Q & A Library
Who Is a Cancer Survivor?
I recently was diagnosed with cancer, and I'm concerned that the word "survivor" seems to refer only to those who are in remission. I believe I am surviving cancer on a daily basis. What are your thoughts on this survivorship issue, and what kinds of integrative therapies are available to me during treatment?
Answer (Published 6/1/2007)
Originally published 6/04/2004.
What better time to address this issue than National Cancer Survivors Day (held this year on June 3)? I share your frustration about the way conventional medicine identifies survivors as those who are in long-term recovery when, in fact, from the moment of diagnosis, everyone touched by cancer is in survival mode. This is true not only of patients, but also their caregivers, family members, and loved ones.
Survival begins as new cancer patients first confront the suspicion of the disease, and continues as they undergo the testing, diagnosis, treatment and prognosis. Their emotions can vary from fear to loneliness. There often is a sense of approaching mortality, and feelings that they've lost control over their lives, as well as confusion in interpreting medical information.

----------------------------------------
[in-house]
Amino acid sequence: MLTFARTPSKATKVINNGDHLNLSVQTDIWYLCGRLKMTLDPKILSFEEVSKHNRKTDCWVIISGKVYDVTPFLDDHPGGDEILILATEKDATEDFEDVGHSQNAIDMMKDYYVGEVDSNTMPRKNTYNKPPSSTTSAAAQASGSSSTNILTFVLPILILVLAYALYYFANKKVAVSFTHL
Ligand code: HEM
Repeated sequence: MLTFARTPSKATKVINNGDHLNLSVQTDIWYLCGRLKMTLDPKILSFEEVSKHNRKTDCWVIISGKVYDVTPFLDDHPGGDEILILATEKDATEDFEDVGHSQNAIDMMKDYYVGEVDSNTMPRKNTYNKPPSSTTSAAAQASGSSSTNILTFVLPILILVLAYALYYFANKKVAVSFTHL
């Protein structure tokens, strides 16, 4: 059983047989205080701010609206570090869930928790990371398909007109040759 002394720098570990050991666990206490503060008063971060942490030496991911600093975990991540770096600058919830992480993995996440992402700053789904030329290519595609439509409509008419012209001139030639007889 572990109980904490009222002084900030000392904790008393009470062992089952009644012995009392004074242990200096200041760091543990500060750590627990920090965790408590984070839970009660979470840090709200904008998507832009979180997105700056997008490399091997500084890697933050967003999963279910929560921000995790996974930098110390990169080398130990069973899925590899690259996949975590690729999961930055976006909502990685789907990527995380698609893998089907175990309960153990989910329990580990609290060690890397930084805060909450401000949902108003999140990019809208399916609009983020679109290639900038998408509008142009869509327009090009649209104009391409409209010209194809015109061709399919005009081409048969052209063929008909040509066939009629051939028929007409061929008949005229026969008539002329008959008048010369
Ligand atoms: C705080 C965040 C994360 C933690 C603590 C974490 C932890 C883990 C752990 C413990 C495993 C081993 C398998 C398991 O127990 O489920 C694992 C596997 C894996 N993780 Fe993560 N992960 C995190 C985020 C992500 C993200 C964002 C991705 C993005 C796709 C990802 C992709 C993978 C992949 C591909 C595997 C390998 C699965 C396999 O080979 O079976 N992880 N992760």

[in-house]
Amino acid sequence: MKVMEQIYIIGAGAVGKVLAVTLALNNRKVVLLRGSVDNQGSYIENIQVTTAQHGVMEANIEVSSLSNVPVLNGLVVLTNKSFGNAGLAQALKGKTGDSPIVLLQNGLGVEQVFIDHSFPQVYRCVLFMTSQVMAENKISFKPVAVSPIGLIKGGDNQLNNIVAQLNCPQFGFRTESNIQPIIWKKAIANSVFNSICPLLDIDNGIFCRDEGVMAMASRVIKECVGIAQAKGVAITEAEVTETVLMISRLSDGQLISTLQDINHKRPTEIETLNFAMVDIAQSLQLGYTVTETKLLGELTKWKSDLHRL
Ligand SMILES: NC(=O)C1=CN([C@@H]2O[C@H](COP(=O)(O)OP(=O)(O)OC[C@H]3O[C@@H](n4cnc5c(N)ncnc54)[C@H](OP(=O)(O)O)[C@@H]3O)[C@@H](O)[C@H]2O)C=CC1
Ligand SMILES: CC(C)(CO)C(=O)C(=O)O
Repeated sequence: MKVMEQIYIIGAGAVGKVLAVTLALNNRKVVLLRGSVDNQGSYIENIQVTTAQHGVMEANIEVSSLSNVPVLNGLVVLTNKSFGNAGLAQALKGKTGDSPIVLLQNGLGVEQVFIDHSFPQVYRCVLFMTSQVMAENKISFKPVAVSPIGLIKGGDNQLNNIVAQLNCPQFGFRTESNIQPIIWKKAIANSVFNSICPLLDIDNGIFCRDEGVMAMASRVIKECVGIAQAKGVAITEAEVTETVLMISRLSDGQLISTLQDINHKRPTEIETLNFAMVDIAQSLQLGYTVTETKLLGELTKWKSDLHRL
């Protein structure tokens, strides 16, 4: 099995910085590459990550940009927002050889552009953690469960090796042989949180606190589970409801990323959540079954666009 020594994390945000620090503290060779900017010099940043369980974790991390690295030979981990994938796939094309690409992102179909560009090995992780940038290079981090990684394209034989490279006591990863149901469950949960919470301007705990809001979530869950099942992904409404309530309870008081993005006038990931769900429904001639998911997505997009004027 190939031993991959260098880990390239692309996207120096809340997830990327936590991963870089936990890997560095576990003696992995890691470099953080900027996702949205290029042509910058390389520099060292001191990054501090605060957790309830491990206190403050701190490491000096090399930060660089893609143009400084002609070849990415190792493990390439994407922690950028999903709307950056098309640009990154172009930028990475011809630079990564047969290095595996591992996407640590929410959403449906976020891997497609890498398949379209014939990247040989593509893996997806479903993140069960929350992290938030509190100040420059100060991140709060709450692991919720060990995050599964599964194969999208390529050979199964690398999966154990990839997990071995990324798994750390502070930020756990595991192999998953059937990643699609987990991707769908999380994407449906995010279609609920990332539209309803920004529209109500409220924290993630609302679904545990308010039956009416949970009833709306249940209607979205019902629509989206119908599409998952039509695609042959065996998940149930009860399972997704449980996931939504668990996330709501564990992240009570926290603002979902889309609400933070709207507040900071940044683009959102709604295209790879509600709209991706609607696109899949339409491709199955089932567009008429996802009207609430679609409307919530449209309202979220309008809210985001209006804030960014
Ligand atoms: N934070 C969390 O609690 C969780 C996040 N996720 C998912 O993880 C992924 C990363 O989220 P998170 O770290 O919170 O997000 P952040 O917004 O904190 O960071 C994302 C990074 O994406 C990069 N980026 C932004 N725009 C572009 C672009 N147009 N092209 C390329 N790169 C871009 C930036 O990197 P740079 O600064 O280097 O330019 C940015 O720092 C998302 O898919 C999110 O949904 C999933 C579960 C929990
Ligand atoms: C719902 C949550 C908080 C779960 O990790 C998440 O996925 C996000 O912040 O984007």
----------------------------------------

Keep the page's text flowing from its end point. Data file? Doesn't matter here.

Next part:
I applaud you for staking out your ground as a survivor from the outset, and I'm sure that your conviction is shared by millions all over the world. As far as therapies to complement your cancer treatment are concerned, you have wide choices.
You might also check into retreat centers for those living with cancer. Two that I recommend are Commonweal in Bolinas, Calif., which offers week-long cancer help programs, and the Sunstone Cancer Support Centers on the outskirts of Tucson, Ariz., which offers three- to five-day intensive healing retreats designed for adult survivors and their partners, caregivers, healthcare professionals, children and teens.
For more information on complementary and alternative treatments for cancer see the book "Choices in Healing" by Michael Lerner, Ph.D., or consult the Moss Reports (visit www.ralphmoss.com or www.cancerdecisions.com).
I wish you the best, and encourage you to share your convictions with fellow survivors. Passion can be contagious and therapeutic!
Andrew Weil, M.D.
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